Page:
Tuesday, July 13, 2010

Getting Started, or Not

One of my major issues in life is getting started. Perhaps you think I'm describing simple procrastination. Certainly it's a form of procrastination. In my case, though, it's paired with a seemingly paradoxical compulsion to answer every email as soon as I receive it, leave no dish unwashed, and repair every household defect as soon as it's discovered. Perhaps I'm suffering from a case of screwed up priorities.

Inertia sets in when I think of moving on from whatever I'm doing and beginning something else. Once I manage to overcome my inertia and start the new activity, it quickly becomes absorbing, but then it's hard for me to stop and move on to the next task.

Getting started writing this "daily" blog can be a challenge. Sometimes, like yesterday, I fail entirely to get started, giving the lie to the "daily" concept. Once I do begin, though, I can work on it indefinitely, usually to the detriment of Cosmo's walks, laundry, dinner, or whatever item is next on my agenda.

I would love to find a strategy that gets me over the "getting started" hump. I've noticed that the activities I find hardest to start are often those I ultimately find most rewarding—writing this blog, working on my BreastFree.org website, conquering a mechanical challenge (like learning to use my new camera), or doing regular exercise.

I've discovered that it helps to make a to-do list. I love the process of checking off the items I've accomplished and I feel motivated to finish everything I've put on my list. When I have a lot to do, it makes the tasks seem more manageable. Only problem—most of the time, I can't get myself to make a list in the first place.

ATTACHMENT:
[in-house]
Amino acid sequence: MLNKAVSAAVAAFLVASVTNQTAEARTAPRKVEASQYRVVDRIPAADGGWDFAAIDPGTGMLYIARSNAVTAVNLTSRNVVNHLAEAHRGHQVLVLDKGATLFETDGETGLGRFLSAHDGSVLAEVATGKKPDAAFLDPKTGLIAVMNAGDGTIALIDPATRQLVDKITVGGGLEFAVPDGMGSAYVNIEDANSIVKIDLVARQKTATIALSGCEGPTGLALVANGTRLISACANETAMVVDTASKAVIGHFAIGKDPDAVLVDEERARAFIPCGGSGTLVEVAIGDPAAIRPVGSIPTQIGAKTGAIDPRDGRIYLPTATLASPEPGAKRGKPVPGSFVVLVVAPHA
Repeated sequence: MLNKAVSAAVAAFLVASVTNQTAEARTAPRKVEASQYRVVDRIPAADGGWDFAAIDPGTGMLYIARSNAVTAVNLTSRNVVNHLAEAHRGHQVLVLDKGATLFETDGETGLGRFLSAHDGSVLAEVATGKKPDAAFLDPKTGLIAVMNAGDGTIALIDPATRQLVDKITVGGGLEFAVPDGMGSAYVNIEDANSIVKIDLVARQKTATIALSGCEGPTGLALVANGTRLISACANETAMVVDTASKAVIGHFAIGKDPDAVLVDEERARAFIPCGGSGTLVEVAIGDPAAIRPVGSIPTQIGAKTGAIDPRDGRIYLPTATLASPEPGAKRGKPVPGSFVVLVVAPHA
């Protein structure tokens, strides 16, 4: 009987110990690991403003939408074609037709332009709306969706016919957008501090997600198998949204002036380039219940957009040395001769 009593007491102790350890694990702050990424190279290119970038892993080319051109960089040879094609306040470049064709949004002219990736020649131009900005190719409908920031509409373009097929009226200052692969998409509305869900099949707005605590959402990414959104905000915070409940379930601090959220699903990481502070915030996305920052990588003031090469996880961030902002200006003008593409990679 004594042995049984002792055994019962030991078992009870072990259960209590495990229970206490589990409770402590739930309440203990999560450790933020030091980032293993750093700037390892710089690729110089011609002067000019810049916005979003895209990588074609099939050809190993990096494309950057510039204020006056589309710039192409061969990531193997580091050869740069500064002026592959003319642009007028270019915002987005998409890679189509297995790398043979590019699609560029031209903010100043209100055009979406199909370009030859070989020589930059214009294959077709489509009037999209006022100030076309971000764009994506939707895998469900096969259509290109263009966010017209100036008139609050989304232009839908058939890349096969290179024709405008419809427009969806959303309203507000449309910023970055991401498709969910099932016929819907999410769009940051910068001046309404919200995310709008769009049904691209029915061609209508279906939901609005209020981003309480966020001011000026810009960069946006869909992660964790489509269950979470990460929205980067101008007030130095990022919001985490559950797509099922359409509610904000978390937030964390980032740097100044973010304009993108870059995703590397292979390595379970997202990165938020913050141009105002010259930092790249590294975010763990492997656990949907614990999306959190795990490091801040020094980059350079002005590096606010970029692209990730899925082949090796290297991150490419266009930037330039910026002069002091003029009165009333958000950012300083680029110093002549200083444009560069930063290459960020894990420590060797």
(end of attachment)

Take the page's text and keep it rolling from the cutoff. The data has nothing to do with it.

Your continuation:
Probably if I had a paying job, this wouldn't be an issue. A sense of obligation would push me to transition efficiently from one task to the next. While I love having the flexibility of working on my various projects at home, I seem to lack the requisite discipline to maximize my productivity in such an unstructured environment.

On the other hand, there's much to like about an unstructured life. Yesterday, E. and I went out to lunch on the spur of the moment, then did some errands together. I like being available for the unscripted events life offers. Maybe productivity isn't the be-all and end-all. Still, when I plan to write my blog mid-morning, I'd like to get started before dinnertime. Come to think of it, I'd like to get started cooking dinner before dinnertime. Maybe in my next life.


  1. I went to the priest today that last week said "oh" instead of "oh, no." Today he spoke about the process of just lightly accepting one's story of who they are, rather than beating themselves up with that story. So who you are is someone who does lots of things before they write. Is the guilt really necessary (which I share as well)? As well, it seems that those pre-writing activities do a good job of feeding your writing, don't they?

  2. I hope so, Kim. ~bonnie